The Go programming language, often referred to as “Golang,” has gained a lot of well-deserved traction in the DevOps community. Many of the most popular tools such as Docker, Kubernetes, and Terraform are written in Go, but it can also be a great choice for building web applications and APIs.
Go provides you with all the speed and performance of a compiled language, but feels like coding in an interpreted language. This comes down to the great tooling that you get out of the box with a compiler, runner, test suite, and code formatter provided by default. Add to that the robust and easily comprehensible approach to concurrency, to take maximum advantage of today’s multi-core or multi-CPU execution environments, and it’s clear why the Go community has grown so rapidly.
Go feels like it was created with specific goals in mind, leading to a deceptively simple language design that’s straightforward to learn, without compromising on capabilities.
In this post, I’m going to show you how easy it is to develop a simple web application in Go, package it as a lightweight Docker image, and deploy it to Heroku. I’ll also show a fairly new feature of Go: built-in package management.
I’m going to use Go’s built-in module support for this article.
Go 1.0 was released in March 2012. Up until version 1.11 (released in August 2018), developing Go applications involved managing a GOPATH for each “workspace,” analogous to Java’s
JAVA_HOME, and all of your Go source code and any third-party libraries were stored below the
Gemfile for Ruby,
I’m not saying you can’t manage the
GOPATHenvironment variable to isolate projects from one another. I particularly find the package manager approach is easier.
Thankfully, Go now has excellent package management built in, so this is no longer a problem. However, you might find
GOPATH mentioned in many older blog posts and articles, which can be a little confusing.
Let’s get started on our web application. As usual, this is going to be a very simple “Hello, World!” app, because I want to focus on the development and deployment process, and keep this article to a reasonable length.
Go mod init
To create our new project, we need to create a directory for it, and use the
go mod init command to initialize it as a Go module.
It’s common practice to use your GitHub username to keep your project names globally unique, and avoid name conflicts with any of your project dependencies, but you can use any name you like.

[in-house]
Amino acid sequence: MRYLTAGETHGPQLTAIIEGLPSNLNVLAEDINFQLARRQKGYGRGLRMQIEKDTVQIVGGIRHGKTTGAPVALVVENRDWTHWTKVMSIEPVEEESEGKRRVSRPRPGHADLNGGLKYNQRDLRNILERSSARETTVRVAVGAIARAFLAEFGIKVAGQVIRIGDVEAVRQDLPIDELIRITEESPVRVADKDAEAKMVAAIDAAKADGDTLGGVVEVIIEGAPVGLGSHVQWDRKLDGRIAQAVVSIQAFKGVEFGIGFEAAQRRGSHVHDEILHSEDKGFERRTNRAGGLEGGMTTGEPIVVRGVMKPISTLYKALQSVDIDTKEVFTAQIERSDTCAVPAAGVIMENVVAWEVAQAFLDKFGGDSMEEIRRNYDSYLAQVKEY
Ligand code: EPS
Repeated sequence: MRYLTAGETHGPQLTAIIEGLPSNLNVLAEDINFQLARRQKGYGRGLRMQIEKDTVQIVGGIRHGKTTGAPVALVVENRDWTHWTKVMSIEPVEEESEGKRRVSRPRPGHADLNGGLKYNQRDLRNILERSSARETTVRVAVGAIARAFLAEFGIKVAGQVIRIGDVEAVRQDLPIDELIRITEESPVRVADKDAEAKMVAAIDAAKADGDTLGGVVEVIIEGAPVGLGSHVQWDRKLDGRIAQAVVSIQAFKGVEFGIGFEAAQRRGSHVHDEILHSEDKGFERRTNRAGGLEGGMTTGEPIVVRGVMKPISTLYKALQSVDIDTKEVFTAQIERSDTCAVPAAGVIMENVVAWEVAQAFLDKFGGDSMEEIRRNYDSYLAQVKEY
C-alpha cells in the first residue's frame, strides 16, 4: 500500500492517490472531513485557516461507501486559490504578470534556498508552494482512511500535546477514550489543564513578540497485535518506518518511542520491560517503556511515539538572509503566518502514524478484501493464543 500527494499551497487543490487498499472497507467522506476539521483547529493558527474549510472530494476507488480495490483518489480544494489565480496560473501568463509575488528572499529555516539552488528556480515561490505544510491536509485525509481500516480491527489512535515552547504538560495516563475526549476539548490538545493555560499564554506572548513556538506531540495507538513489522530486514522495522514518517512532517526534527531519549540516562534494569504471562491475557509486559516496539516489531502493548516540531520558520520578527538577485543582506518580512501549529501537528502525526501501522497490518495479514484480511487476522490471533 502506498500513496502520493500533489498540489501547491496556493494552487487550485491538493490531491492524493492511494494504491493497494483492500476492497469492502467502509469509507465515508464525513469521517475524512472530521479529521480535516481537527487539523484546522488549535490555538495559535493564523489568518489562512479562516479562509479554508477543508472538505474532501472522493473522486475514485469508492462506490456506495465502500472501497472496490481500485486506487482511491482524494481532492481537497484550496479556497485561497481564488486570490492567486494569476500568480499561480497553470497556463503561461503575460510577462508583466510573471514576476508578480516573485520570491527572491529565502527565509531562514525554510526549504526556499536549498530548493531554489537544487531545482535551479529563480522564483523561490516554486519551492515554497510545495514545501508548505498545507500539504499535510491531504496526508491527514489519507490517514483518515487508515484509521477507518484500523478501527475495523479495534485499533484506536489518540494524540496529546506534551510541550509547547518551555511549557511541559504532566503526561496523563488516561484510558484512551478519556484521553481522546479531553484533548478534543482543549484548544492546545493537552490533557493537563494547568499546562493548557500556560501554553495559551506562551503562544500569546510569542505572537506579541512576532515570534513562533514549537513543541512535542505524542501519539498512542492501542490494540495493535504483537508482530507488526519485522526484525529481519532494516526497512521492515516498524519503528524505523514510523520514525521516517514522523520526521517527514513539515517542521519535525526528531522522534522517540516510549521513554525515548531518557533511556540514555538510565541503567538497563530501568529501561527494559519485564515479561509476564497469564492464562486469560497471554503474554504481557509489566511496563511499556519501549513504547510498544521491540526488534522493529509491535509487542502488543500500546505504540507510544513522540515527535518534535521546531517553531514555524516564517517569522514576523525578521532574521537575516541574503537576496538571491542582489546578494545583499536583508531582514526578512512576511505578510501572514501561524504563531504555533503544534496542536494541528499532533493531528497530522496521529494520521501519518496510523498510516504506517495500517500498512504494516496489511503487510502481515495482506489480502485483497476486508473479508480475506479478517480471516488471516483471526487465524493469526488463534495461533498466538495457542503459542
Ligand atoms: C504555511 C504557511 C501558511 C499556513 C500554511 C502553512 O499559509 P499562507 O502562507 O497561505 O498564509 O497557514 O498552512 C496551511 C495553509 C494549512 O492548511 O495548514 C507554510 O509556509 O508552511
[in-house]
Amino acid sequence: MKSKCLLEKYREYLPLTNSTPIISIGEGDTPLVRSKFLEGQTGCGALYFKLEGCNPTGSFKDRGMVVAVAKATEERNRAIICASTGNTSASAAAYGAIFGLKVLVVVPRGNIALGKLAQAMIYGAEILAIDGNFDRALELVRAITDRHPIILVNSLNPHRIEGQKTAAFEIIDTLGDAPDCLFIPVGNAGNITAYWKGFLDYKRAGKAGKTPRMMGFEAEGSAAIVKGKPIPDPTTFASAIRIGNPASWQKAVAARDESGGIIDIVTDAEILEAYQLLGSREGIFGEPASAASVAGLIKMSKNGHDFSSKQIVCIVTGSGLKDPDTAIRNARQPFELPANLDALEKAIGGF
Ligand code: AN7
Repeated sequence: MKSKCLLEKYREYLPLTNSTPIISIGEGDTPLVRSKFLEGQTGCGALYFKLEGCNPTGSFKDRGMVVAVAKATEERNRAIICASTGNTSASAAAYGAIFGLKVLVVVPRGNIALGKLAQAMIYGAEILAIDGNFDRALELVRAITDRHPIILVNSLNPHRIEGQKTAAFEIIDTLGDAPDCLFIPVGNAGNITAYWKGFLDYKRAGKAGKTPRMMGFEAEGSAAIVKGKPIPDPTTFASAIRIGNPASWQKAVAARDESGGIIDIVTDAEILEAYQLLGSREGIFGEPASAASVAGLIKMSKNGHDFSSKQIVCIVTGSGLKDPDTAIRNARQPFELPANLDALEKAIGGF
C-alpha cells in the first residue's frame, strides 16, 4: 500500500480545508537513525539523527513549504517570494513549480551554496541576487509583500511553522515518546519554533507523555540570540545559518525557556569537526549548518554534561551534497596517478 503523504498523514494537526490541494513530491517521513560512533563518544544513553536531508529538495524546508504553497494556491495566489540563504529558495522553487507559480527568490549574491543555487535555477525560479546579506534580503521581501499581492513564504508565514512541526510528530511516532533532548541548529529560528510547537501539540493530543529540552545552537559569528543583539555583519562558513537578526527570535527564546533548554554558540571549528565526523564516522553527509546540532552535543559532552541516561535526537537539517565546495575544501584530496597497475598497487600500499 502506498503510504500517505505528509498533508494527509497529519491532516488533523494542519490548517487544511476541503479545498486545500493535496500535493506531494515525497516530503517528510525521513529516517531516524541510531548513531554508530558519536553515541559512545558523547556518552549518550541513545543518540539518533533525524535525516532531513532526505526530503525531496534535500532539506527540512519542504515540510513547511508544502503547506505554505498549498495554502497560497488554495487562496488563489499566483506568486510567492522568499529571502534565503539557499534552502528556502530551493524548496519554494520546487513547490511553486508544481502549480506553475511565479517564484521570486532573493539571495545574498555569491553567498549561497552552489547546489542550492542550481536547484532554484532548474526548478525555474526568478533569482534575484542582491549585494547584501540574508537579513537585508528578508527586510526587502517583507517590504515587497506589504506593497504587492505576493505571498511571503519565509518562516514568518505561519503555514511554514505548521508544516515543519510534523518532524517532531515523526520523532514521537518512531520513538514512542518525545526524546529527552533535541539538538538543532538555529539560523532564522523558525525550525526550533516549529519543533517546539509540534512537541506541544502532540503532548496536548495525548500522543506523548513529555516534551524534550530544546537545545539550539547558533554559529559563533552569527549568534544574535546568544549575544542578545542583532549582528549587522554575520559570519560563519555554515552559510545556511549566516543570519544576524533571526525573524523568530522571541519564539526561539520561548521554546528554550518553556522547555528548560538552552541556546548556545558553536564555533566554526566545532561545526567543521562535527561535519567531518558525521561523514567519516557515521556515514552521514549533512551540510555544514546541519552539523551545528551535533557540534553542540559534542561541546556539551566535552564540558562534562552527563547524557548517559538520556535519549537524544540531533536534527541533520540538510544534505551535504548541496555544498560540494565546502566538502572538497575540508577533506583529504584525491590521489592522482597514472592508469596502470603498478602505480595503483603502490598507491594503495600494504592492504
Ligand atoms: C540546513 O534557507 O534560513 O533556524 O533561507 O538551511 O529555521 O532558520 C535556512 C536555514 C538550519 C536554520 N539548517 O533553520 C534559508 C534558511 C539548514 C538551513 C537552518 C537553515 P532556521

You’ll see a
go.mod file in the directory now. This is where Go will track any project dependencies. If you look at the contents of the file, they should look something like this:
Let’s start committing our changes:
Create a file called
hello.go containing this code:
Let’s break this down a little:
This creates a router object,
r, using the built-in defaults that come with Gin.
Then, we assign a handler function to be called for any HTTP GET requests to the path
/hello, and to return the string “Hello, World!” and a 200 (HTTP OK) status code:
Finally, we start our web server and tell it to listen on port 3000:
To run this code, execute:
You should see output like this:
Now if you visit
http://localhost:3000/hello in your web browser, you should see the message “Hello, World!”
Notice that we didn’t have to install Gin separately, or even edit our
go.mod file to declare it as a dependency. Go figures that out and makes the necessary changes for us, which is what’s happening when we see these lines in the output:
If you look at the
go.mod file, you’ll see it now contains this:
You will also see a
go.sum file now. This is a text file containing references to the specific versions of all the package dependencies, and their dependencies, along with a cryptographic hash of the contents of that version of the relevant module.
go.sum file serves a similar function to
Gemfile.lock in a Ruby project, and you should always check it into version control along with your source code.
Let’s do that now:
Serving HTML and JSON
I’m not going very far into what you can build with Gin, but I do want to demonstrate a little more of its functionality. In particular, sending JSON responses and serving static files.
Let’s look at JSON responses first. Add the following code to your
hello.go file, right after the
Here we’re creating a “group” of routes behind the path
/api with a single path
/ping which will return a JSON response.
With this code in place, run the server with
go run and then hit the new API endpoint:
You should get the response:
Finally, let’s make our web server serve static files. Gin has an additional library for this.
Change the import block at the top of the
hello.go file to this:
The most popular code editors have Golang support packages you can install which will take care of the
importdeclarations for you automatically, updating them for you whenever you use a new module in your code.
Then, add this line inside the
The full code for our web application now looks like this:
r.Use(static.Serve... line enables our web server to serve any static files from the
views directory, so let’s add a few:
Now restart the web server using
go run hello.go and visit
http://localhost:3000 and you should see the styled message: